Sunday, March 25, 2018

Sunday, March 25, 2018 12:30 am by M. in , ,    No comments
The Drunkard's Lament (aka The Branwell Wuthering Heights 1898) is medium-length film which will be presented at the upcoming Buenos Aires International Festival of Independent Cinema (BAFICI) in April:
The Drunkard's Lament
Directed, written and edited by Jim Finn
With: Linda Montano, Paul Tarragó, Isabella Pinheiro, Murray Gordon, Nandini Khaund.
Cinematography by Ty Flowers, Josh Lewis
Music by Colleen Burke
40'15''

An epistolary, musical reimagining of Wuthering Heights by Branwell—the tubercular, alcoholic brother of Emily Brontë.
When Branwell — the ne’er-do-well, tubercular brother of the Brontë sisters — discovered that Emily was writing her first novel, he offered to be her editor. Once he realized that he was the model for the alcoholic Hindley Earnshaw character, he reimagined the story as a musical memoir of his own life with Hindley as the hero. Edited and arranged from the damaged film fragments, notes, sheet music and letters to his best friend Francis, this weird and revisionist adaptation is meant to have premiered on the 50th anniversary of the deaths of Emily and Branwell Brontë.
DIRECTOR’S STATEMENT
Ever since I read Wuthering Heights when my high school girlfriend left her summer reading paperback at my house, I’ve never been happy with any of the film or television adaptations. One problem is that the female lead dies halfway through. Another is that the anti-hero Heathcliff rapes his wife, hangs her dog and kills his only son. Film adaptations always play churlish but ruggedly handsome while some of the BBC miniseries adaptations go the other way and portray him as a hairy lurker of the moors. And then there are so many amazing characters like Joseph the evangelical, Hindley the drunken uncle, pathetic nouveau riche Lockwood and sickly little Linton that get short shrift in adaptations that focus on the unconsummated love stories between Heathcliff and Cathy.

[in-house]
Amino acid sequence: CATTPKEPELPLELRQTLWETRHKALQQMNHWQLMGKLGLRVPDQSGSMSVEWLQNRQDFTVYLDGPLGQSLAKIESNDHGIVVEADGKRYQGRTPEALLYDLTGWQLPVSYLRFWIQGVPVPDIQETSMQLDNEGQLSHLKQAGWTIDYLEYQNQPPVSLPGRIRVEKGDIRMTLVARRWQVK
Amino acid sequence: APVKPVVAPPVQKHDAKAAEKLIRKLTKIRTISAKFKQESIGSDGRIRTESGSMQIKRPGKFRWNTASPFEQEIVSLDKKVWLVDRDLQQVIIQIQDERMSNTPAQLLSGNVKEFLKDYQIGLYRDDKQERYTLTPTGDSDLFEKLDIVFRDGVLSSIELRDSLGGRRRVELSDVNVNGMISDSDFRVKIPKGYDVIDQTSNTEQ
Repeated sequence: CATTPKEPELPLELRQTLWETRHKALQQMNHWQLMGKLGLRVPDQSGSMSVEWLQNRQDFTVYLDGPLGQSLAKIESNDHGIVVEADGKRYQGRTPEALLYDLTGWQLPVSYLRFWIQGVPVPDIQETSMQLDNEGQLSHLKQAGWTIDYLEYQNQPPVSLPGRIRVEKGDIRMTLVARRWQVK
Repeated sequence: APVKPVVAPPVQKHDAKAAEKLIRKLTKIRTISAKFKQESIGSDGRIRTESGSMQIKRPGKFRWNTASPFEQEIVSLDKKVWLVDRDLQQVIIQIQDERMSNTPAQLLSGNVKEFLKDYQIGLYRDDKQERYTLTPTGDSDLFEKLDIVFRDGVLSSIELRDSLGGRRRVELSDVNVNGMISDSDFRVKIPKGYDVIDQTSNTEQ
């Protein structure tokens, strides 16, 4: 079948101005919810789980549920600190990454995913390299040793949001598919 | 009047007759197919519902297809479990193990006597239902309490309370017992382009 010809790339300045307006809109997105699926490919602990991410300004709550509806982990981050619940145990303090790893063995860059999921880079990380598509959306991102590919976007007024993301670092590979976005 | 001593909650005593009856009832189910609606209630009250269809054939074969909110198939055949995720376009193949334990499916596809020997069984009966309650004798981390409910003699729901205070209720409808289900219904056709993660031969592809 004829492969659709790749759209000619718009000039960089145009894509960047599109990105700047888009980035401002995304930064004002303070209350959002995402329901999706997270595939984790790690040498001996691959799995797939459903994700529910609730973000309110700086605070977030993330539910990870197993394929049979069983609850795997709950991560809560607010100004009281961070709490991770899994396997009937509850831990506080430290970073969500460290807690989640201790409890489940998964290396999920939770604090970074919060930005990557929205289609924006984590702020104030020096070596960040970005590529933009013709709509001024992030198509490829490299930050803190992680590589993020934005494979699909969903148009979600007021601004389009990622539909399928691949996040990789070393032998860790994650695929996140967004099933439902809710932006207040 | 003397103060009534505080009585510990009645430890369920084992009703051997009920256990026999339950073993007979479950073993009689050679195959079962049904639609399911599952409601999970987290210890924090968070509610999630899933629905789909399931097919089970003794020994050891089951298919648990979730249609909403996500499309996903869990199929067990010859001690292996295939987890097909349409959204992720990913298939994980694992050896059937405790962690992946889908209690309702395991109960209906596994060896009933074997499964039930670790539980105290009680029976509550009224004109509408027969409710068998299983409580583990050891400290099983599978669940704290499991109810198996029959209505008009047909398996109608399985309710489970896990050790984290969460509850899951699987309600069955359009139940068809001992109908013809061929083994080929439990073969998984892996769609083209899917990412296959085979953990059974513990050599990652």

I had read about a lost early cinema adaptation and wanted to create a film close to the time when people were more freaked out about what a creep Heathcliff was. As I was researching, I came across early negative reviews of the novel. By the time she died at age 30, Emily Brontë had been writing poetry and speculative historical fiction for over 20 years. Most of those writings have been lost, and she left relatively few personal letters. Unlike Emily, Branwell wrote letters constantly, and his descent can be traced from the promising brilliant artist of the family to the broke, alcoholic and opium-addict who was sick so often that no one noticed when he contracted tuberculosis.
As I read his letters, I became interested in what he must have thought of his sisters’ surprising fame. I used his letters as a scaffold to build the film around—taking liberties with his words to allow for the many hours Branwell spent in pubs and bumming off people, which would never have been committed to paper. He has generally been portrayed as the loser brother to three brilliant sisters. But what if his brilliance was in a kind of charmed performance for the local drunks? I mean, why did people continually give him money, alcohol and drugs? Why did a wealthy woman risk her estate and children to have an affair with her son’s tutor? Obviously sexism played a large part in his being considered a genius when at least two of his sisters were actual geniuses, but even so there must have been something. The story of the husband who wanted him dead for sleeping with his wife was a good start. I wanted to bring some of that strange charm and brilliance of Branwell to a revisionist adaptation of Wuthering Heights. (Read more)

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